A Park Associates study found that, of the top eight reasons media consumers cancel OTT streaming services, half are content-related. The survey found that “I finished watching the shows I liked” ranked as the number two response. 26 percent of responders cited this answer. Furthermore, “finishing shows” fell 1 percent behind “need to cut household expenses,” the top response. This survey reveals just how much churn is an issue.
The industry refers to “churn” as the act of viewers rapidly consuming all of the content they enjoy on a streaming service. Next, let their subscription expire and jump to the next service to repeat this process. By doing so, consumers minimize costs by only having one SVOD service at a time. Currently, NBC’s Peacock is the service with the highest churn. However, Tubi and Crackle’s free ad-supported content follows close behind.
Original content is a key component in fighting against churn. Netflix and Disney+ understand this, as 80% of their catalogs are exclusive to their platform. Plus, their wide release schedule provides regular additions of new media year-round. These factors help avoid churn and ensure their viewer bases remain hooked.
Here at FreeCast, we believe that super aggregation is the future of streaming. While each streaming service will continue to combat churn, it’s a consumer behavior that’s unlikely to stop anytime soon. Therefore, our pillars for providing unified discovery and billing are crucial in today’s world.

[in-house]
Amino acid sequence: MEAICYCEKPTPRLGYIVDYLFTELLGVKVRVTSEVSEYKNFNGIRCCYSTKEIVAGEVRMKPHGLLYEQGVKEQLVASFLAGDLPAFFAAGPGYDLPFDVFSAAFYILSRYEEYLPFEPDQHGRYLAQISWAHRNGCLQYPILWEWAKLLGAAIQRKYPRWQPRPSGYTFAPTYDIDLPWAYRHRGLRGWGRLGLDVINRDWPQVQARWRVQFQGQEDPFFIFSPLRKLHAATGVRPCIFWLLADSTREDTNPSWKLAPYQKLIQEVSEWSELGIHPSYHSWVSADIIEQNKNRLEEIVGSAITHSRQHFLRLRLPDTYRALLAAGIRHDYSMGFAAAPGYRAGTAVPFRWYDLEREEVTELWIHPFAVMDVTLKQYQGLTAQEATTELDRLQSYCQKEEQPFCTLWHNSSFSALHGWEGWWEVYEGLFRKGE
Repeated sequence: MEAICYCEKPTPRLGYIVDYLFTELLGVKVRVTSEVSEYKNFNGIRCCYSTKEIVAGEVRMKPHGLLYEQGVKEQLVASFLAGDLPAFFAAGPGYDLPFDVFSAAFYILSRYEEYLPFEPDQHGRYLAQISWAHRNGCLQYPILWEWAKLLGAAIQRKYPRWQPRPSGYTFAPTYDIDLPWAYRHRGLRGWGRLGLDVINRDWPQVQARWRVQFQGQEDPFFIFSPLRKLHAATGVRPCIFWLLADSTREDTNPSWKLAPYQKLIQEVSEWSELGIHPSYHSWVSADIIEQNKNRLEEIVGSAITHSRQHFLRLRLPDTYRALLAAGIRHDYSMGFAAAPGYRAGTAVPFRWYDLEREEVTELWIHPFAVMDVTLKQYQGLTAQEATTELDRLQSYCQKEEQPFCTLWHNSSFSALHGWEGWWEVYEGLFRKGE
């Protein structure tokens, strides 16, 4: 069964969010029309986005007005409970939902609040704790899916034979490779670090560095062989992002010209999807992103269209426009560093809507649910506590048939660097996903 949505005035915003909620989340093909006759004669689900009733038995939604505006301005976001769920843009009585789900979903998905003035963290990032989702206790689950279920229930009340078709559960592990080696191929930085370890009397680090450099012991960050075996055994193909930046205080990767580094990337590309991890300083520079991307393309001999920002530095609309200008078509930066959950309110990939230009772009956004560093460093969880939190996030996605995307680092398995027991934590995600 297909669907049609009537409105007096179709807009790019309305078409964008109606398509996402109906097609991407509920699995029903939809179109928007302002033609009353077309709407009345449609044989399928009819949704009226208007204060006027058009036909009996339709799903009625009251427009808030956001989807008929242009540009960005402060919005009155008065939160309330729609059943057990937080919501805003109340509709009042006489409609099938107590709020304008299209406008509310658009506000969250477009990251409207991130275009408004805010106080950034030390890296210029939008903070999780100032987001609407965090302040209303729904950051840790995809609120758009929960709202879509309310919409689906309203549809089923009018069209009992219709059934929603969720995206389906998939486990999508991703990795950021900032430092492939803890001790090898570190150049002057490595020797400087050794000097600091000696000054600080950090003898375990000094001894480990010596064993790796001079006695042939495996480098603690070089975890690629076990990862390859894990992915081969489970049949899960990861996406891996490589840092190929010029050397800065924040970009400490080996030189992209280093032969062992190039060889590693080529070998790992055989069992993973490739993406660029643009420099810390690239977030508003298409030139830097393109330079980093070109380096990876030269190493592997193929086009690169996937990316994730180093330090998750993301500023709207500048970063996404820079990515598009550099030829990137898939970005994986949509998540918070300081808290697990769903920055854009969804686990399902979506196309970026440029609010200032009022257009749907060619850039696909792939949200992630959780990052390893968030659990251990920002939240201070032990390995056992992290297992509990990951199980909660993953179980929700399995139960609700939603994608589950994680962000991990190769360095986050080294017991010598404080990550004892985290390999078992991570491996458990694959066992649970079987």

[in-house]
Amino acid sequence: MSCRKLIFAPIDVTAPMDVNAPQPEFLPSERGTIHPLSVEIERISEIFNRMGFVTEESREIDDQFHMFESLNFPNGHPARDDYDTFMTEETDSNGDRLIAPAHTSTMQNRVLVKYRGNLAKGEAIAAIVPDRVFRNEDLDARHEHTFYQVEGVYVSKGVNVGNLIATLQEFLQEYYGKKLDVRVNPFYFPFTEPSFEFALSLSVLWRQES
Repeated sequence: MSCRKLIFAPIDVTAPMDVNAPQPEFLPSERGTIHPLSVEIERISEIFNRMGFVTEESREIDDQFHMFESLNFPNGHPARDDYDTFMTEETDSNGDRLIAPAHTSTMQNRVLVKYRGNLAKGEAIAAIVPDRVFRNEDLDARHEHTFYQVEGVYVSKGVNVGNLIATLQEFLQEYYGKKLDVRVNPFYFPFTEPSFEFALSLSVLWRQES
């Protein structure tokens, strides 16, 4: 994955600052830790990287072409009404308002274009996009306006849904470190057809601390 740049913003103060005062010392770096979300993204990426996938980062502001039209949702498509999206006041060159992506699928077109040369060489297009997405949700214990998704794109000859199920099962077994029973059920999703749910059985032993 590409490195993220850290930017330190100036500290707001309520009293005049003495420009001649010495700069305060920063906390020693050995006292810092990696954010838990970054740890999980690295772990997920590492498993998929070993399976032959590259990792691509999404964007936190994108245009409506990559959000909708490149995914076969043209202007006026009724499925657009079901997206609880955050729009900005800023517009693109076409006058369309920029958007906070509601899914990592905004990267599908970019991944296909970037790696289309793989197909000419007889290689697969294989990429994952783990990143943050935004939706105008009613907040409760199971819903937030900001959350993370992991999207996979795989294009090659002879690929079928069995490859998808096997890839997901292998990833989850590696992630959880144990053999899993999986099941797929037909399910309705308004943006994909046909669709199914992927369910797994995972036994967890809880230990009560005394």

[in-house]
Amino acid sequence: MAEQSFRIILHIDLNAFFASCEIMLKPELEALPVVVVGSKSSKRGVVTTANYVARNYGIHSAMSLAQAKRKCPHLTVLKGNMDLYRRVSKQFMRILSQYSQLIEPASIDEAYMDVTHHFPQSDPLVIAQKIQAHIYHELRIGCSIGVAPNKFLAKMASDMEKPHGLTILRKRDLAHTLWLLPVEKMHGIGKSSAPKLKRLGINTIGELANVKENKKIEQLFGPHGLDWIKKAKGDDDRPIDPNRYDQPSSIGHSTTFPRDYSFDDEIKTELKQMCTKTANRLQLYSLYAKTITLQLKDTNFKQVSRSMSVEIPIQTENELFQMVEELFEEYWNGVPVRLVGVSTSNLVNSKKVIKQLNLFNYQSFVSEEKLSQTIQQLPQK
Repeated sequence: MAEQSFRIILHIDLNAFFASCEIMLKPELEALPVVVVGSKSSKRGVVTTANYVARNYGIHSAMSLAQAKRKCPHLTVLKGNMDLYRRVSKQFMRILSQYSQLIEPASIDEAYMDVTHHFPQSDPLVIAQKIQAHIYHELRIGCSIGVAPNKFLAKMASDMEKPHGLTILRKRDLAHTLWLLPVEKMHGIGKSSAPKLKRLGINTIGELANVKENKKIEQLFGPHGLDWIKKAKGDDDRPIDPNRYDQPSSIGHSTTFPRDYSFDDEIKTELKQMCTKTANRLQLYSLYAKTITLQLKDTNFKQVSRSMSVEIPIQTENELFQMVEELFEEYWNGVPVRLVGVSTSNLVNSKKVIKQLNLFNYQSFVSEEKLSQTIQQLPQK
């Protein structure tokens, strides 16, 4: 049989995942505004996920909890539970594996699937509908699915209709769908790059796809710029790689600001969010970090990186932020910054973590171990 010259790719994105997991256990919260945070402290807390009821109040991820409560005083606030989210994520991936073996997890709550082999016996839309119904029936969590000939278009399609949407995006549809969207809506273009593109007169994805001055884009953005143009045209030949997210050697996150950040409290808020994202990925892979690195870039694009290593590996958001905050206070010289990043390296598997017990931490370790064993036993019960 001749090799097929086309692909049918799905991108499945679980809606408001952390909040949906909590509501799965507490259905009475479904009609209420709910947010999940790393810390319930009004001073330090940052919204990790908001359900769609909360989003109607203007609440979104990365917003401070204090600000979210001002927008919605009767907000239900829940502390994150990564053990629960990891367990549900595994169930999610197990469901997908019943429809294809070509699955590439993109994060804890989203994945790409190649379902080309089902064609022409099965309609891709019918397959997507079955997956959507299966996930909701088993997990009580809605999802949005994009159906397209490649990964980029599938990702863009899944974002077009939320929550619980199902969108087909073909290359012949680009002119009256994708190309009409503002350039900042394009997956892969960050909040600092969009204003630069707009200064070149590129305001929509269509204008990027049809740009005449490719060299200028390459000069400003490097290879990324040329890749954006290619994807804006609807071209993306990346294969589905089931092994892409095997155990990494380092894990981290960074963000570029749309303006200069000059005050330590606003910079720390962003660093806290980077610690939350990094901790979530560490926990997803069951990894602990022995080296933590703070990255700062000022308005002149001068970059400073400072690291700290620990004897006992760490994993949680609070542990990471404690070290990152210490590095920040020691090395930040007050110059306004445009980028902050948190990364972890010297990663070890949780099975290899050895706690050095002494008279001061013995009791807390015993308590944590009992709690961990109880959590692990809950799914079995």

SelectTV’s recently announced MediaPay is one example of how we can allow consumers to easily manage their subscription services. Because of it, subscribers can easily alter which services they are keeping for that month and which ones they want a break from. Later, when the time comes to re-subscribe, you’re all set to flip the switch again.
The Streamable’s Steve Anderson reports more on the topic below. FreeCast is dedicated to providing updates regarding the streaming industry’s latest news. For more ahead-of-the-curve reporting, be sure to follow us on LinkedIn.
“The Parks Associates study found that there were several causes for churn in streaming video, ranging from the most frequently cited reason of ‘reducing household expenses’ to the least-cited issue — a lack of time to watch the service’s content. Available content played a role in nearly every other response left, however, illustrating the value of content in keeping subscribers.”